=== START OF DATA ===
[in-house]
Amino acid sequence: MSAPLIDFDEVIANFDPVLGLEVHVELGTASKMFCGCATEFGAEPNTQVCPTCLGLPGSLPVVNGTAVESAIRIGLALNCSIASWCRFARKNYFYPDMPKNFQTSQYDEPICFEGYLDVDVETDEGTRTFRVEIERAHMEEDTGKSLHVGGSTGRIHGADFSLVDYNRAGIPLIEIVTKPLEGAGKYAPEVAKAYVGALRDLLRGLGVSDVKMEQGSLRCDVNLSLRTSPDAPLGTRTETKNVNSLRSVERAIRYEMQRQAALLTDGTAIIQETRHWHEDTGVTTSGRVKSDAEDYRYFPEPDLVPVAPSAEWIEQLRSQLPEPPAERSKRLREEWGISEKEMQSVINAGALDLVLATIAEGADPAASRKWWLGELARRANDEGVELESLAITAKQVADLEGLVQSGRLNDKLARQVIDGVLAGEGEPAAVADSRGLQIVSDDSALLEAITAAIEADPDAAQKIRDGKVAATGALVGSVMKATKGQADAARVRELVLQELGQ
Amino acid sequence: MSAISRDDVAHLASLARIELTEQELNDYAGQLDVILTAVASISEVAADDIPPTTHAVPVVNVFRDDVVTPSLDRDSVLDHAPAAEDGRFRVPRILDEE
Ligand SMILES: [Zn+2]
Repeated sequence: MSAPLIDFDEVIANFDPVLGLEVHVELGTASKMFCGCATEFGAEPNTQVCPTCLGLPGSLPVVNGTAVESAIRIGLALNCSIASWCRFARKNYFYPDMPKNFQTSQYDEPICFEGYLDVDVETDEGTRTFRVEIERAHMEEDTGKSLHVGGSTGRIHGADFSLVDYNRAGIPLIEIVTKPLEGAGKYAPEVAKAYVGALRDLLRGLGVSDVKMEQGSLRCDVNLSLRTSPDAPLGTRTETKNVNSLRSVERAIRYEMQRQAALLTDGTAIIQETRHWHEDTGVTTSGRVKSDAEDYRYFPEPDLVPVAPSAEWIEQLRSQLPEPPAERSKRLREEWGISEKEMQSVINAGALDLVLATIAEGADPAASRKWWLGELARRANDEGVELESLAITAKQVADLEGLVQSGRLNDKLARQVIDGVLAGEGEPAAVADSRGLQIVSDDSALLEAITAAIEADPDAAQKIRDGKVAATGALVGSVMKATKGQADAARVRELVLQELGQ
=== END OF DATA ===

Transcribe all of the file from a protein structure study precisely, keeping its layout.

[in-house]
Amino acid sequence: MSAPLIDFDEVIANFDPVLGLEVHVELGTASKMFCGCATEFGAEPNTQVCPTCLGLPGSLPVVNGTAVESAIRIGLALNCSIASWCRFARKNYFYPDMPKNFQTSQYDEPICFEGYLDVDVETDEGTRTFRVEIERAHMEEDTGKSLHVGGSTGRIHGADFSLVDYNRAGIPLIEIVTKPLEGAGKYAPEVAKAYVGALRDLLRGLGVSDVKMEQGSLRCDVNLSLRTSPDAPLGTRTETKNVNSLRSVERAIRYEMQRQAALLTDGTAIIQETRHWHEDTGVTTSGRVKSDAEDYRYFPEPDLVPVAPSAEWIEQLRSQLPEPPAERSKRLREEWGISEKEMQSVINAGALDLVLATIAEGADPAASRKWWLGELARRANDEGVELESLAITAKQVADLEGLVQSGRLNDKLARQVIDGVLAGEGEPAAVADSRGLQIVSDDSALLEAITAAIEADPDAAQKIRDGKVAATGALVGSVMKATKGQADAARVRELVLQELGQ
Amino acid sequence: MSAISRDDVAHLASLARIELTEQELNDYAGQLDVILTAVASISEVAADDIPPTTHAVPVVNVFRDDVVTPSLDRDSVLDHAPAAEDGRFRVPRILDEE
Ligand SMILES: [Zn+2]
Repeated sequence: MSAPLIDFDEVIANFDPVLGLEVHVELGTASKMFCGCATEFGAEPNTQVCPTCLGLPGSLPVVNGTAVESAIRIGLALNCSIASWCRFARKNYFYPDMPKNFQTSQYDEPICFEGYLDVDVETDEGTRTFRVEIERAHMEEDTGKSLHVGGSTGRIHGADFSLVDYNRAGIPLIEIVTKPLEGAGKYAPEVAKAYVGALRDLLRGLGVSDVKMEQGSLRCDVNLSLRTSPDAPLGTRTETKNVNSLRSVERAIRYEMQRQAALLTDGTAIIQETRHWHEDTGVTTSGRVKSDAEDYRYFPEPDLVPVAPSAEWIEQLRSQLPEPPAERSKRLREEWGISEKEMQSVINAGALDLVLATIAEGADPAASRKWWLGELARRANDEGVELESLAITAKQVADLEGLVQSGRLNDKLARQVIDGVLAGEGEPAAVADSRGLQIVSDDSALLEAITAAIEADPDAAQKIRDGKVAATGALVGSVMKATKGQADAARVRELVLQELGQ